I never liked the harbor. When my father said we were driving to the harbor, what he really meant was the airport. The two ran parallel to each other along the same highway exit. If you followed all the signs for the scenic route toward your left, you would eventually reach one of the parks that faced the harbor and the city skyline. But whenever we went, my father would always turn off of the exit even before the signs for the scenic route started. He would drive onto a side street instead, then onto another and another until we reached a stretch of chain link fence crowned with coils of barbed wire.
My father got out of the car and stood at the fence, his fingers woven tightly into the mesh of small, polygonal rungs. A cold breeze rippled his hair and the back of his shirt, but he didn’t seem to notice. Shivering, I shut the passenger-side door and joined him.
We looked out onto the wide lanes that cut through the airfield beyond. Planes taxied back and forth in front of the distant terminal. To pass the time, I tried to guess what my father was staring at. I knew by now not to disrupt his reverie with questions. The only signs of human life were the ground crews that, from here, were only slightly bigger than the specks emitted by their conical flashlights. The terminal’s exterior attempted to emulate the waves of the Pacific Ocean in concrete and glass, but at best it resembled the ragged blade of one of my father’s power tools. Then there were the planes themselves. Their bodies and tails were painted with airline logos and the colors of foreign flags. A woman wearing a garland of hibiscus smiled from one passing plane. Another displayed the top of a mountain misted by clouds. One plane was painted over with the black and white body of a killer whale, the mascot for the local water park. The foremost windows were the whale’s eyes and its mouth was skewed to one side in a toothy smirk. The plane was cruising to a stop when I felt a familiar tremor begin behind me.
I covered my ears and fixed my eyes to the ground. The tremor increased until I could feel it in my ankles, legs, and chest. I forced myself to keep looking down, but after a few moments, I felt the urge to look up. I knew what to expect and how it would make me feel, but the urge became irresistible. Finally, hands still at my ears, I raised my head.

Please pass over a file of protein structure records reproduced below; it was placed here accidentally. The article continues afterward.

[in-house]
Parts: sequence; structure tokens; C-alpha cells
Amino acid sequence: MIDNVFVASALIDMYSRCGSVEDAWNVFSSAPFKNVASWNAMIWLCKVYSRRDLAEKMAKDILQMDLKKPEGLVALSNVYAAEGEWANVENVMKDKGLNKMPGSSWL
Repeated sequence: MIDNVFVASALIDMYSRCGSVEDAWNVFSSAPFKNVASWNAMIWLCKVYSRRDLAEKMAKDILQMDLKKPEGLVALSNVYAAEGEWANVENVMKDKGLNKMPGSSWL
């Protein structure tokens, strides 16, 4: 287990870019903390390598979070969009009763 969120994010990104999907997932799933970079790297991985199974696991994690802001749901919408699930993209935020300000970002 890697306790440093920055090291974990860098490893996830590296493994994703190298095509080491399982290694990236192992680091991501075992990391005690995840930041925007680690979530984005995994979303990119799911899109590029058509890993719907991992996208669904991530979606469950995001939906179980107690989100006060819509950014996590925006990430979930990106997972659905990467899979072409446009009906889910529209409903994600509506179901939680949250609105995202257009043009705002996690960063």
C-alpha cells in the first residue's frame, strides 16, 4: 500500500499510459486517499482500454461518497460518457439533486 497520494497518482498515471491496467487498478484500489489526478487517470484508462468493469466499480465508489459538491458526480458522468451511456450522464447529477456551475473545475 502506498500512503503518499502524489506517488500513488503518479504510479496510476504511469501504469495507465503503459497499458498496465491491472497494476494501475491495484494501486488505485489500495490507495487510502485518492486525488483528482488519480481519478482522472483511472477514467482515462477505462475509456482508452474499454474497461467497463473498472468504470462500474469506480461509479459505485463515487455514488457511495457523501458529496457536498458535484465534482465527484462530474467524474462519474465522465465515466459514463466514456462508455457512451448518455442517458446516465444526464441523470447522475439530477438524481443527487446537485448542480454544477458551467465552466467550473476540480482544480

Above us, the sluggish body of a jumbo jet maneuvered the last stages of its descent. Even with my ears covered, the roar was overwhelming. The plane seemed close enough to touch. I dared myself to raise an arm into the heavy blue sky, but I could already feel my fingers being torn off by the suction of the immense engines. As the jet touched down, the ground seemed to shift under my feet and thin lines of light edged my vision. I looked over at my father. His hands had never left the fence. He watched the jet grow smaller and smaller until it disappeared into the narrow glare of the terminal lights.
On the ride back, my father turned on the radio, but I could barely make out what was on. The noise of my own body grew louder in my ears. I listened for every pulse of blood as the silence between heartbeats seemed to lengthen. Sinking lower into my seat, I forced air and words out of my tightening chest.
What? my father asked. He seemed to strain to make himself heard.
Why do you go to the airport? I asked.
He turned a knob on the radio. After a while, he said, you can’t hear a damn thing.
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